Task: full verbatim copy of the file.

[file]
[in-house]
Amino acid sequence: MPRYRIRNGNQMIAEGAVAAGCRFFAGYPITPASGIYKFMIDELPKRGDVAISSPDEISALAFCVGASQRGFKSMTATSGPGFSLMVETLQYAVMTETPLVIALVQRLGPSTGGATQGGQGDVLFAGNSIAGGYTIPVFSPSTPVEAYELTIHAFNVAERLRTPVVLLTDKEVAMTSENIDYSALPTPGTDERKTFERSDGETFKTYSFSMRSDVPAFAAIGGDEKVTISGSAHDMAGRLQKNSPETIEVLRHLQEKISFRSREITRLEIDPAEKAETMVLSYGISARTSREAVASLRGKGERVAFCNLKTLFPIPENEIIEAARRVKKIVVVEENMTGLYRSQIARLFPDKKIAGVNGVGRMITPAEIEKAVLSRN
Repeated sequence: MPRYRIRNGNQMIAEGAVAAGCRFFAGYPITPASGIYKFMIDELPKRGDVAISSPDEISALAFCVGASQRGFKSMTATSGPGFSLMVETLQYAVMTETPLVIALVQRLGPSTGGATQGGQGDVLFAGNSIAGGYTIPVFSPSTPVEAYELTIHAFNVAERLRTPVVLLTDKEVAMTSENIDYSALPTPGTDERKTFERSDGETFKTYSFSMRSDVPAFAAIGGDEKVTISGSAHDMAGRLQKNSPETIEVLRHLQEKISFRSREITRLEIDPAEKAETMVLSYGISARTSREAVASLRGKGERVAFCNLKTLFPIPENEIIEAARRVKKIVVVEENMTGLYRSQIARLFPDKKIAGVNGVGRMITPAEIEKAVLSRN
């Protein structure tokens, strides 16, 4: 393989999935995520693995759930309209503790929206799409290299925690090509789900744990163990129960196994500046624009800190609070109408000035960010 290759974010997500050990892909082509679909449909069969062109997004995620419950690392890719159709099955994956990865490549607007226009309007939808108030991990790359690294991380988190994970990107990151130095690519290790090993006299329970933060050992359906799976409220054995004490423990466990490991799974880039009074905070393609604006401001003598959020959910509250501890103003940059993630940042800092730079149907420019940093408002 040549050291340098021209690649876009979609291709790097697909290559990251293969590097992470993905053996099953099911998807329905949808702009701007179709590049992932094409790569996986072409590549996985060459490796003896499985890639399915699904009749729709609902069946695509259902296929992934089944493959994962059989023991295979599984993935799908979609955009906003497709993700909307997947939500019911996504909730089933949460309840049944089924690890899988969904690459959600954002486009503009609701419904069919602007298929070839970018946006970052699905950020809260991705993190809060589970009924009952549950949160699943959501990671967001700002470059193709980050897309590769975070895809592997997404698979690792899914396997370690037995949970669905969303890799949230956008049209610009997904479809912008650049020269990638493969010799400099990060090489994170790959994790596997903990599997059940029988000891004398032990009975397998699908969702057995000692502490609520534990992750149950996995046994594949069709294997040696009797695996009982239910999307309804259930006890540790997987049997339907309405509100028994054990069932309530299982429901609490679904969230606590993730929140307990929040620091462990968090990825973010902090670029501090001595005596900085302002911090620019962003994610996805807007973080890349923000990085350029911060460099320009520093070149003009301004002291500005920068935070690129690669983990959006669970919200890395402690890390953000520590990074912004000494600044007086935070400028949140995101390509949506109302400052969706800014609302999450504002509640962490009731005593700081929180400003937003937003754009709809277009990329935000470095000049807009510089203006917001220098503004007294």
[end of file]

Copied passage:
[in-house]
Amino acid sequence: MPRYRIRNGNQMIAEGAVAAGCRFFAGYPITPASGIYKFMIDELPKRGDVAISSPDEISALAFCVGASQRGFKSMTATSGPGFSLMVETLQYAVMTETPLVIALVQRLGPSTGGATQGGQGDVLFAGNSIAGGYTIPVFSPSTPVEAYELTIHAFNVAERLRTPVVLLTDKEVAMTSENIDYSALPTPGTDERKTFERSDGETFKTYSFSMRSDVPAFAAIGGDEKVTISGSAHDMAGRLQKNSPETIEVLRHLQEKISFRSREITRLEIDPAEKAETMVLSYGISARTSREAVASLRGKGERVAFCNLKTLFPIPENEIIEAARRVKKIVVVEENMTGLYRSQIARLFPDKKIAGVNGVGRMITPAEIEKAVLSRN
Repeated sequence: MPRYRIRNGNQMIAEGAVAAGCRFFAGYPITPASGIYKFMIDELPKRGDVAISSPDEISALAFCVGASQRGFKSMTATSGPGFSLMVETLQYAVMTETPLVIALVQRLGPSTGGATQGGQGDVLFAGNSIAGGYTIPVFSPSTPVEAYELTIHAFNVAERLRTPVVLLTDKEVAMTSENIDYSALPTPGTDERKTFERSDGETFKTYSFSMRSDVPAFAAIGGDEKVTISGSAHDMAGRLQKNSPETIEVLRHLQEKISFRSREITRLEIDPAEKAETMVLSYGISARTSREAVASLRGKGERVAFCNLKTLFPIPENEIIEAARRVKKIVVVEENMTGLYRSQIARLFPDKKIAGVNGVGRMITPAEIEKAVLSRN
């Protein structure tokens, strides 16, 4: 393989999935995520693995759930309209503790929206799409290299925690090509789900744990163990129960196994500046624009800190609070109408000035960010 290759974010997500050990892909082509679909449909069969062109997004995620419950690392890719159709099955994956990865490549607007226009309007939808108030991990790359690294991380988190994970990107990151130095690519290790090993006299329970933060050992359906799976409220054995004490423990466990490991799974880039009074905070393609604006401001003598959020959910509250501890103003940059993630940042800092730079149907420019940093408002 040549050291340098021209690649876009979609291709790097697909290559990251293969590097992470993905053996099953099911998807329905949808702009701007179709590049992932094409790569996986072409590549996985060459490796003896499985890639399915699904009749729709609902069946695509259902296929992934089944493959994962059989023991295979599984993935799908979609955009906003497709993700909307997947939500019911996504909730089933949460309840049944089924690890899988969904690459959600954002486009503009609701419904069919602007298929070839970018946006970052699905950020809260991705993190809060589970009924009952549950949160699943959501990671967001700002470059193709980050897309590769975070895809592997997404698979690792899914396997370690037995949970669905969303890799949230956008049209610009997904479809912008650049020269990638493969010799400099990060090489994170790959994790596997903990599997059940029988000891004398032990009975397998699908969702057995000692502490609520534990992750149950996995046994594949069709294997040696009797695996009982239910999307309804259930006890540790997987049997339907309405509100028994054990069932309530299982429901609490679904969230606590993730929140307990929040620091462990968090990825973010902090670029501090001595005596900085302002911090620019962003994610996805807007973080890349923000990085350029911060460099320009520093070149003009301004002291500005920068935070690129690669983990959006669970919200890395402690890390953000520590990074912004000494600044007086935070400028949140995101390509949506109302400052969706800014609302999450504002509640962490009731005593700081929180400003937003937003754009709809277009990329935000470095000049807009510089203006917001220098503004007294």